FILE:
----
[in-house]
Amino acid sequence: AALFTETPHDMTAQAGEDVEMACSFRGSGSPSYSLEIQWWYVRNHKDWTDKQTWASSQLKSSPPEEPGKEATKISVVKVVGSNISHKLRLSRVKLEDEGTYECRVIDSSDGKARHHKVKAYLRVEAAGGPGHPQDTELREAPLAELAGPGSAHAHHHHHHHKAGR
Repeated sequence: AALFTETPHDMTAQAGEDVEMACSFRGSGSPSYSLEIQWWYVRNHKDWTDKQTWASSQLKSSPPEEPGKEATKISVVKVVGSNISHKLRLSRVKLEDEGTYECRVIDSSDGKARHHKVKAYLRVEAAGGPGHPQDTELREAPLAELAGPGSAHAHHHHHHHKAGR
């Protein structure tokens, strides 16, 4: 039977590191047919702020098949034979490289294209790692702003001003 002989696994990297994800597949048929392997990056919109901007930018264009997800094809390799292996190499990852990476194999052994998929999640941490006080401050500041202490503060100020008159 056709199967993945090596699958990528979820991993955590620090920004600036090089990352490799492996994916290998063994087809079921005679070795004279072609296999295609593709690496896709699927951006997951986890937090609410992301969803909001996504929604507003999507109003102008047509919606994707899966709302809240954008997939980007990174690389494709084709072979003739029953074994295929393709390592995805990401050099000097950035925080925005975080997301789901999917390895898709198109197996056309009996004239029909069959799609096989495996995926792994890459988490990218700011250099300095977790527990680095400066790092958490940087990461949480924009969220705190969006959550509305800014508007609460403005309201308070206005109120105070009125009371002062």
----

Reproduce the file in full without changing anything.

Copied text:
[in-house]
Amino acid sequence: AALFTETPHDMTAQAGEDVEMACSFRGSGSPSYSLEIQWWYVRNHKDWTDKQTWASSQLKSSPPEEPGKEATKISVVKVVGSNISHKLRLSRVKLEDEGTYECRVIDSSDGKARHHKVKAYLRVEAAGGPGHPQDTELREAPLAELAGPGSAHAHHHHHHHKAGR
Repeated sequence: AALFTETPHDMTAQAGEDVEMACSFRGSGSPSYSLEIQWWYVRNHKDWTDKQTWASSQLKSSPPEEPGKEATKISVVKVVGSNISHKLRLSRVKLEDEGTYECRVIDSSDGKARHHKVKAYLRVEAAGGPGHPQDTELREAPLAELAGPGSAHAHHHHHHHKAGR
């Protein structure tokens, strides 16, 4: 039977590191047919702020098949034979490289294209790692702003001003 002989696994990297994800597949048929392997990056919109901007930018264009997800094809390799292996190499990852990476194999052994998929999640941490006080401050500041202490503060100020008159 056709199967993945090596699958990528979820991993955590620090920004600036090089990352490799492996994916290998063994087809079921005679070795004279072609296999295609593709690496896709699927951006997951986890937090609410992301969803909001996504929604507003999507109003102008047509919606994707899966709302809240954008997939980007990174690389494709084709072979003739029953074994295929393709390592995805990401050099000097950035925080925005975080997301789901999917390895898709198109197996056309009996004239029909069959799609096989495996995926792994890459988490990218700011250099300095977790527990680095400066790092958490940087990461949480924009969220705190969006959550509305800014508007609460403005309201308070206005109120105070009125009371002062």